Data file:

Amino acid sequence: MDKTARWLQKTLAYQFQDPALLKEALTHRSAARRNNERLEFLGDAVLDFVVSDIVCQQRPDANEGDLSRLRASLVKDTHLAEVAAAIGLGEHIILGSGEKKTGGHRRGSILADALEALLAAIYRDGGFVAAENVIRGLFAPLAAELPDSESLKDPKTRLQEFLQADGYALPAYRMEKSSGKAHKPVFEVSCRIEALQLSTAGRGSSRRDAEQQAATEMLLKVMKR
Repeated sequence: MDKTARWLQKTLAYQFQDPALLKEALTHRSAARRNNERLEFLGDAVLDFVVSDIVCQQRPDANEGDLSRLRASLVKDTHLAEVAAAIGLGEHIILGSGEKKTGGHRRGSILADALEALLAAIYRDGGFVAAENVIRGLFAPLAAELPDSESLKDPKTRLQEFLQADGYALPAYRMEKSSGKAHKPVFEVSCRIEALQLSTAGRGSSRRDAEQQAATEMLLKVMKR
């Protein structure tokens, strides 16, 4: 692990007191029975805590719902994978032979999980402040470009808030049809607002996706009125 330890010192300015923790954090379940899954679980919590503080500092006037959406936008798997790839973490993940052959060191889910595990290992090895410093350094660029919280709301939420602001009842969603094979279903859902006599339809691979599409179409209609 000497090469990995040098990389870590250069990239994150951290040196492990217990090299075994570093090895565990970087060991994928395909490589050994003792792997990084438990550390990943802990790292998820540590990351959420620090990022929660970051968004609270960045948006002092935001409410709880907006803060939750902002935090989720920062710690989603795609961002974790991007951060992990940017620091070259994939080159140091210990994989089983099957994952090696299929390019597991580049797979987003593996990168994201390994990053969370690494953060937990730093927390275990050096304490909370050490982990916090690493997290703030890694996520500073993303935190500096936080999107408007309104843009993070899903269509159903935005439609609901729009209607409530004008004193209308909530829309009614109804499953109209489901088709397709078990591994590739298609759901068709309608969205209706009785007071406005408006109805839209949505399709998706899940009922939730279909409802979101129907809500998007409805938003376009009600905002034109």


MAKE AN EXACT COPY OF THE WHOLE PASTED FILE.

Amino acid sequence: MDKTARWLQKTLAYQFQDPALLKEALTHRSAARRNNERLEFLGDAVLDFVVSDIVCQQRPDANEGDLSRLRASLVKDTHLAEVAAAIGLGEHIILGSGEKKTGGHRRGSILADALEALLAAIYRDGGFVAAENVIRGLFAPLAAELPDSESLKDPKTRLQEFLQADGYALPAYRMEKSSGKAHKPVFEVSCRIEALQLSTAGRGSSRRDAEQQAATEMLLKVMKR
Repeated sequence: MDKTARWLQKTLAYQFQDPALLKEALTHRSAARRNNERLEFLGDAVLDFVVSDIVCQQRPDANEGDLSRLRASLVKDTHLAEVAAAIGLGEHIILGSGEKKTGGHRRGSILADALEALLAAIYRDGGFVAAENVIRGLFAPLAAELPDSESLKDPKTRLQEFLQADGYALPAYRMEKSSGKAHKPVFEVSCRIEALQLSTAGRGSSRRDAEQQAATEMLLKVMKR
């Protein structure tokens, strides 16, 4: 692990007191029975805590719902994978032979999980402040470009808030049809607002996706009125 330890010192300015923790954090379940899954679980919590503080500092006037959406936008798997790839973490993940052959060191889910595990290992090895410093350094660029919280709301939420602001009842969603094979279903859902006599339809691979599409179409209609 000497090469990995040098990389870590250069990239994150951290040196492990217990090299075994570093090895565990970087060991994928395909490589050994003792792997990084438990550390990943802990790292998820540590990351959420620090990022929660970051968004609270960045948006002092935001409410709880907006803060939750902002935090989720920062710690989603795609961002974790991007951060992990940017620091070259994939080159140091210990994989089983099957994952090696299929390019597991580049797979987003593996990168994201390994990053969370690494953060937990730093927390275990050096304490909370050490982990916090690493997290703030890694996520500073993303935190500096936080999107408007309104843009993070899903269509159903935005439609609901729009209607409530004008004193209308909530829309009614109804499953109209489901088709397709078990591994590739298609759901068709309608969205209706009785007071406005408006109805839209949505399709998706899940009922939730279909409802979101129907809500998007409805938003376009009600905002034109």